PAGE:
Community Magazine

Professionals in Aging

By Careforparents @Careforparents
Professionals in Aging

From Elder Care Channel

This blog has brought many new people into my life, most of whom are caregivers looking for assistance with the most difficult job they will ever do. However, it has also brought many people who call themselves professionals in the aging field. Most are wonderful individuals who are happy to have another resource to use. However, I have found recently that the profession is fraught with those who have a ridiculously long list of nonsensical alphabet letters following their last name and seem to creep other’s blogs and scream “look at me” “LOOK AT ME” while attempting to point out weak points and publicly embarrass said blogger. They get caught up in their own experience, blowing its importance way out of proportion and attempting to minimize the experience and wisdom of others.

All this tilting at windmills like Don Quixote makes me wonder why they got into the profession in the first place. Was it to help those aged 65 and older? Was it to assist a caregiver be the best they can be while providing care for another? Or, was it to shore up sagging egos and huge insecurities? You must stay away from these folks as they are NOT here to help you. They are here to help themselves.

You, as a caregiver, should be aware of these folks. Listed below are a few ways to tell if they are serving the public or serving themselves:

1. Do they begin every email, post, conversation or reply with a rundown of their “credentials”? Often, when a person attempts to dazzle you with their “expertise” they are masking a disingenuous motive. These individuals also seem to have an insatiable need to be right. They are going to tell you the “right” thing to do – that will help them, make them feel like an expert, or put money in their own pocket. They should really be offering suggestions so you can decide what is right for you and your loved one.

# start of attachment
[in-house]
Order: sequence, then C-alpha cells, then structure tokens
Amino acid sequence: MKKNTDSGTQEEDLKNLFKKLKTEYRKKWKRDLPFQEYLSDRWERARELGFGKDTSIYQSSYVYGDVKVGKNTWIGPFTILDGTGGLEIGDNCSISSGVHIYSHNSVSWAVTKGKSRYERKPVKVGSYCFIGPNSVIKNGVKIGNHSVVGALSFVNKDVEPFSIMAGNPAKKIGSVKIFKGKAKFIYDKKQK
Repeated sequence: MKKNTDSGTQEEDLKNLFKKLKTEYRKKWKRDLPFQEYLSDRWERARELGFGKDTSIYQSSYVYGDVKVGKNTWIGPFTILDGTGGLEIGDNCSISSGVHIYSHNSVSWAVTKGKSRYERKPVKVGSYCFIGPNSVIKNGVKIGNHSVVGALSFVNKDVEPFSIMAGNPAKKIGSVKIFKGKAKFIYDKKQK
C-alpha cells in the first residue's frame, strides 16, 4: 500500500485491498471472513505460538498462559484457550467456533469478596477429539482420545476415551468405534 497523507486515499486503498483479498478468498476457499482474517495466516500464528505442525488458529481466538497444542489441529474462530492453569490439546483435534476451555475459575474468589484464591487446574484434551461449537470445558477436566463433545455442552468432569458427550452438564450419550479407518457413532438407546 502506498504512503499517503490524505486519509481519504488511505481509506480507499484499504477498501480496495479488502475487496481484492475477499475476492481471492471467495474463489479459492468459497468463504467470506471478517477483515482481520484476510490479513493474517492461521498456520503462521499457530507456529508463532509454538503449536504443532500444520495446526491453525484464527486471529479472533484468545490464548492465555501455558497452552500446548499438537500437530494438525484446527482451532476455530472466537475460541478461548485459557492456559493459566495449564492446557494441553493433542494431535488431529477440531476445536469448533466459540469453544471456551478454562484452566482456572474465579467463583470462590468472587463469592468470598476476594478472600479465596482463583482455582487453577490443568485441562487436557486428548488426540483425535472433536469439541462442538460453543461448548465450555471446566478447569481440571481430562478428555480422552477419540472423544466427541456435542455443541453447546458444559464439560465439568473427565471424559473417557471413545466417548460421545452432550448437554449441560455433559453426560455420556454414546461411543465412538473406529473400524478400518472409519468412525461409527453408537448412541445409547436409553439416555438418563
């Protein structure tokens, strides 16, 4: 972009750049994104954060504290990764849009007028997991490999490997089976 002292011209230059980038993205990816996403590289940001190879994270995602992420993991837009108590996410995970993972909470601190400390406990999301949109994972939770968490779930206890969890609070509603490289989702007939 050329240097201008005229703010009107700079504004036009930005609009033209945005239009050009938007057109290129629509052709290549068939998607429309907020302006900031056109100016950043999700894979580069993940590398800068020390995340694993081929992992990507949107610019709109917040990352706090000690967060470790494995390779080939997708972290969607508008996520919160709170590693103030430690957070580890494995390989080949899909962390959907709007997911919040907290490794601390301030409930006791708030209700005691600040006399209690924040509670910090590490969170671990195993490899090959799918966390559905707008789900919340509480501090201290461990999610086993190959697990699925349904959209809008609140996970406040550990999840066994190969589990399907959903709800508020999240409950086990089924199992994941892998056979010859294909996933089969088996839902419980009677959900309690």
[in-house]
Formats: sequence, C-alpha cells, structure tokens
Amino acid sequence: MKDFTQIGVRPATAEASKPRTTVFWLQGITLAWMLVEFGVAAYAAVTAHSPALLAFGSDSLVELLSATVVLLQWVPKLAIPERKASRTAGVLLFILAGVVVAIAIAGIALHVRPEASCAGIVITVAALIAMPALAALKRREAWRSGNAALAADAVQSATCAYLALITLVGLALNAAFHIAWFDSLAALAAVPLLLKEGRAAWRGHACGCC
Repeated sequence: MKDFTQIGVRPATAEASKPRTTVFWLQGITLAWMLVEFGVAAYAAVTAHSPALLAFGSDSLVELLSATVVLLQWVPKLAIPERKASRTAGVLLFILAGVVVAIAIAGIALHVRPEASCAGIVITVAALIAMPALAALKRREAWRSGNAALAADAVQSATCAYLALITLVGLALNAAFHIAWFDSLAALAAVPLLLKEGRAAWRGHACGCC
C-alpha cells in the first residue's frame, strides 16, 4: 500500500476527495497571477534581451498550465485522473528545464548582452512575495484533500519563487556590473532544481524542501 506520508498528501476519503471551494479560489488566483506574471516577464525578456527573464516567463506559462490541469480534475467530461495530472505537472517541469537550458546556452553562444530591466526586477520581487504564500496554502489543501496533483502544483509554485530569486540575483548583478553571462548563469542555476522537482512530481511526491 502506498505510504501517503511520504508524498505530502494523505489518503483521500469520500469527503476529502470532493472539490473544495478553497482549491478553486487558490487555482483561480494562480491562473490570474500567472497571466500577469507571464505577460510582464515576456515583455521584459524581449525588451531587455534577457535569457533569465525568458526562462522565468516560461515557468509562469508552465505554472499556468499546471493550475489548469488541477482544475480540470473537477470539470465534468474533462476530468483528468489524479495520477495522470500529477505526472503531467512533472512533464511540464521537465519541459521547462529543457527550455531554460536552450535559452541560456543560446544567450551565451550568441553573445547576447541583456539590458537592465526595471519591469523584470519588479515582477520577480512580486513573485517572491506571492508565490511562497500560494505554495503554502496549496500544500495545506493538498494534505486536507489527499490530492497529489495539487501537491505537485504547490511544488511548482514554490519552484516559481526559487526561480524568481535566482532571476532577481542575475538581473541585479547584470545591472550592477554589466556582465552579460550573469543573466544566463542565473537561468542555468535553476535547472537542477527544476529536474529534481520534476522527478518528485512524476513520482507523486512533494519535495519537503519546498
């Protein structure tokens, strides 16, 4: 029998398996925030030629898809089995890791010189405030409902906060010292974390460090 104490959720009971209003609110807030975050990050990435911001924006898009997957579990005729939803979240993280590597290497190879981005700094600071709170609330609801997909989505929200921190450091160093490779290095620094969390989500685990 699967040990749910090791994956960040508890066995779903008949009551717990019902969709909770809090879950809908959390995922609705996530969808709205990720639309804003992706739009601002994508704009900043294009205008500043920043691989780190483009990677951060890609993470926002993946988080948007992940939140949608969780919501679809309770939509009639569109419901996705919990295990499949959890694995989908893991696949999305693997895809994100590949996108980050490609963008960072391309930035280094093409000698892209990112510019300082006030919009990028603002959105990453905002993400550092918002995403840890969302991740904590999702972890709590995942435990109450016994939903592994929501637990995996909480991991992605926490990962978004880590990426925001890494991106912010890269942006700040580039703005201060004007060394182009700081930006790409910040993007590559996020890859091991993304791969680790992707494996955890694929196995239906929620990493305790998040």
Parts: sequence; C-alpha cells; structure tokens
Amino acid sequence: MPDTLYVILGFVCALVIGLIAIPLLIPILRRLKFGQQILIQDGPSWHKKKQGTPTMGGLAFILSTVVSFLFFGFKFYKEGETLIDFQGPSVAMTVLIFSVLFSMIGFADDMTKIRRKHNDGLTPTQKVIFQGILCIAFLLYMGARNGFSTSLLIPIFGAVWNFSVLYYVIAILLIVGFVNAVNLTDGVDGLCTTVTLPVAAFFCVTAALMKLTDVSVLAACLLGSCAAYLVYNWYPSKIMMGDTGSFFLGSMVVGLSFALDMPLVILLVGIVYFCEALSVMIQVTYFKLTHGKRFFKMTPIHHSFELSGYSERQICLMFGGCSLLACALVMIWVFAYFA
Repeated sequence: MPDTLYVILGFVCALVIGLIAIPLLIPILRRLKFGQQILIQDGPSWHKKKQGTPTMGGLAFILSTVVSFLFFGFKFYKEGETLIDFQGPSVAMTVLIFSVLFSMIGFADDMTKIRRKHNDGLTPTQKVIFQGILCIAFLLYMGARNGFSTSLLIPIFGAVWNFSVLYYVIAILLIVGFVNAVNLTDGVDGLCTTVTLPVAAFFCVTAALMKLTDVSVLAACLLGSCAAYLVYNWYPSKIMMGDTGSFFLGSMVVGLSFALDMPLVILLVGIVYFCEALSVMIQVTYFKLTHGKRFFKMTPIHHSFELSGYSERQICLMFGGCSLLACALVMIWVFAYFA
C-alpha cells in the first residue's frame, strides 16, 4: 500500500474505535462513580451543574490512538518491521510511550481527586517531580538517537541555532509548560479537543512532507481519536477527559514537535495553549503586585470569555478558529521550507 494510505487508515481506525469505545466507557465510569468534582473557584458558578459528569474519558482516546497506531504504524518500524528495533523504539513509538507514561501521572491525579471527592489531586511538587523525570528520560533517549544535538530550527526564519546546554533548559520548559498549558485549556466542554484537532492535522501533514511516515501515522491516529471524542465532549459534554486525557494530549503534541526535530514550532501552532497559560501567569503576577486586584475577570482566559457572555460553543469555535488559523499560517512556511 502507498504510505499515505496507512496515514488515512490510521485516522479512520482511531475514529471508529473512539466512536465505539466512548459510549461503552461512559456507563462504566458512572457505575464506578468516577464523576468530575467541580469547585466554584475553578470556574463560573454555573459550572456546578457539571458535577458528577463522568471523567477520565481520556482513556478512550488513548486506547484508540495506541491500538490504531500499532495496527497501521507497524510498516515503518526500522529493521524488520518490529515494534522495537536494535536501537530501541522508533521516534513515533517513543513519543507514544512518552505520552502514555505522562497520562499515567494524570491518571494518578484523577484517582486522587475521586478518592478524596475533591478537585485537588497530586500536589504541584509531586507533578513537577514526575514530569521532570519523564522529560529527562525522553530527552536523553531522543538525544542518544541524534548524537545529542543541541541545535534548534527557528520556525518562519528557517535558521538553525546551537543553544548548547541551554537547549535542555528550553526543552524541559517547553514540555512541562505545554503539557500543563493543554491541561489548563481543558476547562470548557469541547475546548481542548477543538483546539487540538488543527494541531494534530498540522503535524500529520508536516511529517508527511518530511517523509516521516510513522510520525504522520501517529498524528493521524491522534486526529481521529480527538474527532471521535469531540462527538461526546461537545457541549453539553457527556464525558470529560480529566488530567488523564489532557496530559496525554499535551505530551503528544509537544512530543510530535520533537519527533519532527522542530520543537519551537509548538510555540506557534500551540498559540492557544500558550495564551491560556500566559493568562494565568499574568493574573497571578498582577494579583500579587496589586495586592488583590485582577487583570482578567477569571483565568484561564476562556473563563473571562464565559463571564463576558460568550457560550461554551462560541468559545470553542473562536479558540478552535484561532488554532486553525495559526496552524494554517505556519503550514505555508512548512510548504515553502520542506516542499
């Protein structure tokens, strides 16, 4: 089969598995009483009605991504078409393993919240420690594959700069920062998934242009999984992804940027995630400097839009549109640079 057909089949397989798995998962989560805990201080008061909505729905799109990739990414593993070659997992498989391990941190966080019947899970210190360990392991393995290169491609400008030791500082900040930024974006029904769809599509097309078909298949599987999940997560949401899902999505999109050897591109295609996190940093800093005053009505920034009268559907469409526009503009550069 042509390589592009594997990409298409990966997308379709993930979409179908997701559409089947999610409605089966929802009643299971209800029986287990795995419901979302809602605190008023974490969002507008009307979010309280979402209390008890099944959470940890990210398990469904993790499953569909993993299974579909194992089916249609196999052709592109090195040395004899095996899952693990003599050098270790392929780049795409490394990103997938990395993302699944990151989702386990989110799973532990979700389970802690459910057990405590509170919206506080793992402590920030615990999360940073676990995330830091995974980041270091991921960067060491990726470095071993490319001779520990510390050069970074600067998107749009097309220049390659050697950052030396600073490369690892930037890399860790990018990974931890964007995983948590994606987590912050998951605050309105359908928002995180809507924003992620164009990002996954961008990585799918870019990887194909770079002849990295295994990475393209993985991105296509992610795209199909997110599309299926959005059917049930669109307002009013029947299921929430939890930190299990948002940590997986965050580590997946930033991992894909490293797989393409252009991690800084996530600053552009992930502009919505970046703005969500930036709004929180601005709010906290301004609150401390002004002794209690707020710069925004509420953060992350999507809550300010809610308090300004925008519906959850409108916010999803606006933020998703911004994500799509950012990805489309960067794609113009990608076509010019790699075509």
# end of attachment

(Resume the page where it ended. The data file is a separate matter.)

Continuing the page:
2. Do they jab you with little criticisms of inconsequential things you do or say and then follow up with, “I don’t mean to be disrespectful” or “I hope I haven’t offended you” – whatever phrase they use the answer is: Yes, that is exactly what they meant!

3. When you have asked them a question about your situation, do they often turn the conversation around to them and their experience? When a “professional” does that, they want you to do what THEY did in the same situation, not what is right for you.

4. Do they speak in extremes using words like Always, Everything, and Never? Individuals who speak in this manner are not going to help you; they want to control you.

5. If you don’t take their suggestion, do they become silent and sullen? Get angry? Or, shut you out?

Here’s what I know for sure: An education (and I have a stellar one) does not, in any way, make someone an expert. Neither do initials behind your name or owning any kind of business. It is the combination of education and firsthand experience that makes for a subject matter expert. Announcing your so-called credentials does nothing but call attention to your lack of decorum and professionalism.

Food Bloggers have a Code of Ethics. Those who blog about seniors, Caregiving, and family issues should have one too. Without one that those who are really professionals choose to follow, it is the Wild West in Blogland.

Let me introduce you to Kathy Greenlee the new head of the Administration of Community Living. You have to force her to tell you what her “credentials” are – she is an attorney – and you can see, in the following interview, her concern for caregivers and those they care for. THIS is the kind of confident and knowledgeable person you want helping you in making decisions for you and your loved one. It may take you a few tries to find the right one, but keep trying – it’s worth it!

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